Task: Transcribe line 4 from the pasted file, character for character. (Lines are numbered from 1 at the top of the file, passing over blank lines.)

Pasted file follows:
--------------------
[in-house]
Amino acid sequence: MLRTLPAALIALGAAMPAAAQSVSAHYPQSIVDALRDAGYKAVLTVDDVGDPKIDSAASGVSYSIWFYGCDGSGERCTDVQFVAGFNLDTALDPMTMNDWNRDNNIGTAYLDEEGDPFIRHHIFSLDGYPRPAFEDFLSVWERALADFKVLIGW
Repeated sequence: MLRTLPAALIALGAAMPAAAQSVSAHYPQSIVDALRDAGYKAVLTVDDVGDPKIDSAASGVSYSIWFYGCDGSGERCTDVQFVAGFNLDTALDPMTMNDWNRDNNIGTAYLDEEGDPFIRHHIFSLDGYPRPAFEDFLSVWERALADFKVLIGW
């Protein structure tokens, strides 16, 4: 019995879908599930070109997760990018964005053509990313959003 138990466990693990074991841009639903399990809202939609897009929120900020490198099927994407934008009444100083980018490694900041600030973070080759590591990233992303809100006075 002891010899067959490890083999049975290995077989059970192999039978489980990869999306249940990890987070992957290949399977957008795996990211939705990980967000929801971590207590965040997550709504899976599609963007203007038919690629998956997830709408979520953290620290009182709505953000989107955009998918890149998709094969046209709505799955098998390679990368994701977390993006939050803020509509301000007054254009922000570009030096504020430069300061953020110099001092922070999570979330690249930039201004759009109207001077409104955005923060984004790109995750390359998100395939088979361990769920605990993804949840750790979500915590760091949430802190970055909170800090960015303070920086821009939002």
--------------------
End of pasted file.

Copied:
């Protein structure tokens, strides 16, 4: 019995879908599930070109997760990018964005053509990313959003 138990466990693990074991841009639903399990809202939609897009929120900020490198099927994407934008009444100083980018490694900041600030973070080759590591990233992303809100006075 002891010899067959490890083999049975290995077989059970192999039978489980990869999306249940990890987070992957290949399977957008795996990211939705990980967000929801971590207590965040997550709504899976599609963007203007038919690629998956997830709408979520953290620290009182709505953000989107955009998918890149998709094969046209709505799955098998390679990368994701977390993006939050803020509509301000007054254009922000570009030096504020430069300061953020110099001092922070999570979330690249930039201004759009109207001077409104955005923060984004790109995750390359998100395939088979361990769920605990993804949840750790979500915590760091949430802190970055909170800090960015303070920086821009939002």